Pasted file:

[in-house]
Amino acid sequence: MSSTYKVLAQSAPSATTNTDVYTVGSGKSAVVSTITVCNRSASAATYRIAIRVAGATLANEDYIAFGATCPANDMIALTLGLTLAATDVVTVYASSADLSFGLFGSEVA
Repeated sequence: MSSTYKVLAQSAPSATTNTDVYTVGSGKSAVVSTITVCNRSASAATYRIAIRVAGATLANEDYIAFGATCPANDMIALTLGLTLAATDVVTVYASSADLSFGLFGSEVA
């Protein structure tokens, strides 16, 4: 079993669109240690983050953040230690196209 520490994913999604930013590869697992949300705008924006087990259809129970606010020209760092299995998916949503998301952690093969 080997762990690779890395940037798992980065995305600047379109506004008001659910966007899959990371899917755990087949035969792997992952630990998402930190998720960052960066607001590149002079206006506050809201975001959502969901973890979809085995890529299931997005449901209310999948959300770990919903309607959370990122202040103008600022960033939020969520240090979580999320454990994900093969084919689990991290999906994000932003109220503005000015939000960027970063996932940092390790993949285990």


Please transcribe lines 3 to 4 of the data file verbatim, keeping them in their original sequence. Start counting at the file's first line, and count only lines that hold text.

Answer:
Repeated sequence: MSSTYKVLAQSAPSATTNTDVYTVGSGKSAVVSTITVCNRSASAATYRIAIRVAGATLANEDYIAFGATCPANDMIALTLGLTLAATDVVTVYASSADLSFGLFGSEVA
């Protein structure tokens, strides 16, 4: 079993669109240690983050953040230690196209 520490994913999604930013590869697992949300705008924006087990259809129970606010020209760092299995998916949503998301952690093969 080997762990690779890395940037798992980065995305600047379109506004008001659910966007899959990371899917755990087949035969792997992952630990998402930190998720960052960066607001590149002079206006506050809201975001959502969901973890979809085995890529299931997005449901209310999948959300770990919903309607959370990122202040103008600022960033939020969520240090979580999320454990994900093969084919689990991290999906994000932003109220503005000015939000960027970063996932940092390790993949285990």